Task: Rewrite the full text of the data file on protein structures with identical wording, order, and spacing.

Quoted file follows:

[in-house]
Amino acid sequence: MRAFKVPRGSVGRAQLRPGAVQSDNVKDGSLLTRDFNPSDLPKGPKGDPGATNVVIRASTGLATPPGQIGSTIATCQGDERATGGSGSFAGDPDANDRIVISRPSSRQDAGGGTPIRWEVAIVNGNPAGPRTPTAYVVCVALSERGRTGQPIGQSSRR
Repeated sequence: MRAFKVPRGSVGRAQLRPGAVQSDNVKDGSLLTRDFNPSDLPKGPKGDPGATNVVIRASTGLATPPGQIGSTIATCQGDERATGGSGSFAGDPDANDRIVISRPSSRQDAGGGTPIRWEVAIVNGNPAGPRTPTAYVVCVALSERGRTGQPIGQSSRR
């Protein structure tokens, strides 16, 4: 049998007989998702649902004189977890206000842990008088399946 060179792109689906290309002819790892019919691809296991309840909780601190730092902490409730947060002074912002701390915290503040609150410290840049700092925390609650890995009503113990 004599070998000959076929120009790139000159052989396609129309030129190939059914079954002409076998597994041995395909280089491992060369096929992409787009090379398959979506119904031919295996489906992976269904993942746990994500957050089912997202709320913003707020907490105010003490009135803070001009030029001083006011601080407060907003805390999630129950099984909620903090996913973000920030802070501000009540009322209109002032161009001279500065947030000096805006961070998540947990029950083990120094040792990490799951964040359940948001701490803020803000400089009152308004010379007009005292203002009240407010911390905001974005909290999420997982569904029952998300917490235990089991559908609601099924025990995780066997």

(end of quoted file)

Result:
[in-house]
Amino acid sequence: MRAFKVPRGSVGRAQLRPGAVQSDNVKDGSLLTRDFNPSDLPKGPKGDPGATNVVIRASTGLATPPGQIGSTIATCQGDERATGGSGSFAGDPDANDRIVISRPSSRQDAGGGTPIRWEVAIVNGNPAGPRTPTAYVVCVALSERGRTGQPIGQSSRR
Repeated sequence: MRAFKVPRGSVGRAQLRPGAVQSDNVKDGSLLTRDFNPSDLPKGPKGDPGATNVVIRASTGLATPPGQIGSTIATCQGDERATGGSGSFAGDPDANDRIVISRPSSRQDAGGGTPIRWEVAIVNGNPAGPRTPTAYVVCVALSERGRTGQPIGQSSRR
């Protein structure tokens, strides 16, 4: 049998007989998702649902004189977890206000842990008088399946 060179792109689906290309002819790892019919691809296991309840909780601190730092902490409730947060002074912002701390915290503040609150410290840049700092925390609650890995009503113990 004599070998000959076929120009790139000159052989396609129309030129190939059914079954002409076998597994041995395909280089491992060369096929992409787009090379398959979506119904031919295996489906992976269904993942746990994500957050089912997202709320913003707020907490105010003490009135803070001009030029001083006011601080407060907003805390999630129950099984909620903090996913973000920030802070501000009540009322209109002032161009001279500065947030000096805006961070998540947990029950083990120094040792990490799951964040359940948001701490803020803000400089009152308004010379007009005292203002009240407010911390905001974005909290999420997982569904029952998300917490235990089991559908609601099924025990995780066997």